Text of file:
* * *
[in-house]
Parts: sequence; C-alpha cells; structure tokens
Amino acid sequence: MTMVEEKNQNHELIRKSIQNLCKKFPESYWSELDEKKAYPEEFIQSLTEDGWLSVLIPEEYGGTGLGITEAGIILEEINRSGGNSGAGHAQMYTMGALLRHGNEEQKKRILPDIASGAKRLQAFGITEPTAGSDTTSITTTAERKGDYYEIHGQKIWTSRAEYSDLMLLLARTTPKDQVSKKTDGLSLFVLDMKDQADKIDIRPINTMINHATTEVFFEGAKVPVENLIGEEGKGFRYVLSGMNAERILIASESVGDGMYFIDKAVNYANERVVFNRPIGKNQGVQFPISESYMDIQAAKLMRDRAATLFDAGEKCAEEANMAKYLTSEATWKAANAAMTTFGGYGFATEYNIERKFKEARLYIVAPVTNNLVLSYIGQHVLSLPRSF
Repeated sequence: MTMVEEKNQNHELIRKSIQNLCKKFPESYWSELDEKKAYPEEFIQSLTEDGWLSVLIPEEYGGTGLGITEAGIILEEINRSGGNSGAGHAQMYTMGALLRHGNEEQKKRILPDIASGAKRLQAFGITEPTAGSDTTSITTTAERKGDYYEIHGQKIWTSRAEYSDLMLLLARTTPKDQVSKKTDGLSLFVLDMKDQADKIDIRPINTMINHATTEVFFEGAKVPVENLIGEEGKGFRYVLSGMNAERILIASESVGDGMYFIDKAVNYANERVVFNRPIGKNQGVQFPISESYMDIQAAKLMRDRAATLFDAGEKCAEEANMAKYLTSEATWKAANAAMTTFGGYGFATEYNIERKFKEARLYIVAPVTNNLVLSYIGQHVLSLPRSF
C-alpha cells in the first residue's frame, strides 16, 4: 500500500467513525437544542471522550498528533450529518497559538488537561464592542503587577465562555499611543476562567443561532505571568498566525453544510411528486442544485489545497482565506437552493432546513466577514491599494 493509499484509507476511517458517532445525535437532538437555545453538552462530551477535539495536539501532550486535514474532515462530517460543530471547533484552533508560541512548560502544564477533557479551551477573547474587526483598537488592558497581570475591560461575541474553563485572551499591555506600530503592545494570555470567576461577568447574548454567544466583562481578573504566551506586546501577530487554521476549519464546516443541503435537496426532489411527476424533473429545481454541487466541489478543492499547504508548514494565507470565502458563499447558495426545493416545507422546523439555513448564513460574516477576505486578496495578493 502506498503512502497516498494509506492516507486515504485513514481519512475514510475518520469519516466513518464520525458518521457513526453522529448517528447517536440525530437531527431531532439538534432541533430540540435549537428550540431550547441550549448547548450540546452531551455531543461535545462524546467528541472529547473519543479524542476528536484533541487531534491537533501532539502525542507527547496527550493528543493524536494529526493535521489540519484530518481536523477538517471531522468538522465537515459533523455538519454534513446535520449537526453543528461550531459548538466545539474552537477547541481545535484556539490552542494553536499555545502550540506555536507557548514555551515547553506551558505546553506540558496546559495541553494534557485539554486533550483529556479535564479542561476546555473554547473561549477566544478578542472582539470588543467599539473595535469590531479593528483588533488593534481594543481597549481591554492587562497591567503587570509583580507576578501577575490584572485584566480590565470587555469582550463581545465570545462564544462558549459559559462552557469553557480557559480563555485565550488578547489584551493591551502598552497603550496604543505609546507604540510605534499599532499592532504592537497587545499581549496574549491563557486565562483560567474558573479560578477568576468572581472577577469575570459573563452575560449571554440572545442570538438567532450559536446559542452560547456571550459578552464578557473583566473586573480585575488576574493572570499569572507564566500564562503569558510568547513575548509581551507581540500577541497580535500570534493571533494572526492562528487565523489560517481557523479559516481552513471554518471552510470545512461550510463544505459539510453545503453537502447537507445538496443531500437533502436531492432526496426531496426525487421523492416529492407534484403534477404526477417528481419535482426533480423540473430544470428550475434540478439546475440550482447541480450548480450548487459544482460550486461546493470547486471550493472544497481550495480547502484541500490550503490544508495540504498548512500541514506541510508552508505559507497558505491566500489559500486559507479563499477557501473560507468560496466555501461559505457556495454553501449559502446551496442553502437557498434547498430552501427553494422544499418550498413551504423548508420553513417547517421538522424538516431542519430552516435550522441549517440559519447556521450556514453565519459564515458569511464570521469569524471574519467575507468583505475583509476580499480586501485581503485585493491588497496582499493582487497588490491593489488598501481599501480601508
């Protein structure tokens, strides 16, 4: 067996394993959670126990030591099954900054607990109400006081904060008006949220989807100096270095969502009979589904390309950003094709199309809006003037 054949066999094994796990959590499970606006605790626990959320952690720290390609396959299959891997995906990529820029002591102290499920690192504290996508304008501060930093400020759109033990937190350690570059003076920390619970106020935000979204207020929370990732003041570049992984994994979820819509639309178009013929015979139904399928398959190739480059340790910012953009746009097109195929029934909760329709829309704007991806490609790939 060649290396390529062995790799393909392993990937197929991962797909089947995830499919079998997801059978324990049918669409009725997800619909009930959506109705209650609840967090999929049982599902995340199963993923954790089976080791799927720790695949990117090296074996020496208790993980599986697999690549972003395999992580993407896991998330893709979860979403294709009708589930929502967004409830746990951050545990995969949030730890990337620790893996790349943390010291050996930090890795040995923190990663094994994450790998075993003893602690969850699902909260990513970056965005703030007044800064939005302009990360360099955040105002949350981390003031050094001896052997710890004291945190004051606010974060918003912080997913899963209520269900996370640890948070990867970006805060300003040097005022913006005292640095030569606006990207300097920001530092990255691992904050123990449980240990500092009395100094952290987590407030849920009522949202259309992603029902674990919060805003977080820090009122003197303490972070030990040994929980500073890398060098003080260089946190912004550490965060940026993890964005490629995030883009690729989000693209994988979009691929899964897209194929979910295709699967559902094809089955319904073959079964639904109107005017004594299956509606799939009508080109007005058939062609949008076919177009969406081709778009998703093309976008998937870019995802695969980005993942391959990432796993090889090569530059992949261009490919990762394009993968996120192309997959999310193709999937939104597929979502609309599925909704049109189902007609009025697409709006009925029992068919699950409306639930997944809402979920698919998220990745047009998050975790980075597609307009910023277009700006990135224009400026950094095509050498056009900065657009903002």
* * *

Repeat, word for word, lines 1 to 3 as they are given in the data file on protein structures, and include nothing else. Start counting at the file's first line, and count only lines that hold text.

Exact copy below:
[in-house]
Parts: sequence; C-alpha cells; structure tokens
Amino acid sequence: MTMVEEKNQNHELIRKSIQNLCKKFPESYWSELDEKKAYPEEFIQSLTEDGWLSVLIPEEYGGTGLGITEAGIILEEINRSGGNSGAGHAQMYTMGALLRHGNEEQKKRILPDIASGAKRLQAFGITEPTAGSDTTSITTTAERKGDYYEIHGQKIWTSRAEYSDLMLLLARTTPKDQVSKKTDGLSLFVLDMKDQADKIDIRPINTMINHATTEVFFEGAKVPVENLIGEEGKGFRYVLSGMNAERILIASESVGDGMYFIDKAVNYANERVVFNRPIGKNQGVQFPISESYMDIQAAKLMRDRAATLFDAGEKCAEEANMAKYLTSEATWKAANAAMTTFGGYGFATEYNIERKFKEARLYIVAPVTNNLVLSYIGQHVLSLPRSF